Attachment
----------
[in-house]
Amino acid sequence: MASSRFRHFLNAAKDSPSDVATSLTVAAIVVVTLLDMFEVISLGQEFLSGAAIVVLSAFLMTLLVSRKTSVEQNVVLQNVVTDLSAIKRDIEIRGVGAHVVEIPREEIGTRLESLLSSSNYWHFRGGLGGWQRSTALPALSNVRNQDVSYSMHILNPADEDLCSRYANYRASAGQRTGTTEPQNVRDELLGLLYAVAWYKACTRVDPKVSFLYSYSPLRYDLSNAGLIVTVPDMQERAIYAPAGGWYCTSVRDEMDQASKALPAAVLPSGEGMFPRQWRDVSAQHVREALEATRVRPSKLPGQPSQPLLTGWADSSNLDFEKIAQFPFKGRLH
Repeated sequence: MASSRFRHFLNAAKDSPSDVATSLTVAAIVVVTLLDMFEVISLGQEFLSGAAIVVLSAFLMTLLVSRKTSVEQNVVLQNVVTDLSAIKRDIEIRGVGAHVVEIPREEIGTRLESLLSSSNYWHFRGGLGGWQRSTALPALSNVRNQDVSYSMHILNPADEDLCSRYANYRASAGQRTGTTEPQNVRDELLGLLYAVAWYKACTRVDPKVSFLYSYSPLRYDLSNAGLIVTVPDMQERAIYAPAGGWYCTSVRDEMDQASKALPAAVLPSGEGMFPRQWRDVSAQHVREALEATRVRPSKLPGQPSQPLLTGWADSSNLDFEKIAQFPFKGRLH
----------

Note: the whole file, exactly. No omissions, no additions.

[in-house]
Amino acid sequence: MASSRFRHFLNAAKDSPSDVATSLTVAAIVVVTLLDMFEVISLGQEFLSGAAIVVLSAFLMTLLVSRKTSVEQNVVLQNVVTDLSAIKRDIEIRGVGAHVVEIPREEIGTRLESLLSSSNYWHFRGGLGGWQRSTALPALSNVRNQDVSYSMHILNPADEDLCSRYANYRASAGQRTGTTEPQNVRDELLGLLYAVAWYKACTRVDPKVSFLYSYSPLRYDLSNAGLIVTVPDMQERAIYAPAGGWYCTSVRDEMDQASKALPAAVLPSGEGMFPRQWRDVSAQHVREALEATRVRPSKLPGQPSQPLLTGWADSSNLDFEKIAQFPFKGRLH
Repeated sequence: MASSRFRHFLNAAKDSPSDVATSLTVAAIVVVTLLDMFEVISLGQEFLSGAAIVVLSAFLMTLLVSRKTSVEQNVVLQNVVTDLSAIKRDIEIRGVGAHVVEIPREEIGTRLESLLSSSNYWHFRGGLGGWQRSTALPALSNVRNQDVSYSMHILNPADEDLCSRYANYRASAGQRTGTTEPQNVRDELLGLLYAVAWYKACTRVDPKVSFLYSYSPLRYDLSNAGLIVTVPDMQERAIYAPAGGWYCTSVRDEMDQASKALPAAVLPSGEGMFPRQWRDVSAQHVREALEATRVRPSKLPGQPSQPLLTGWADSSNLDFEKIAQFPFKGRLH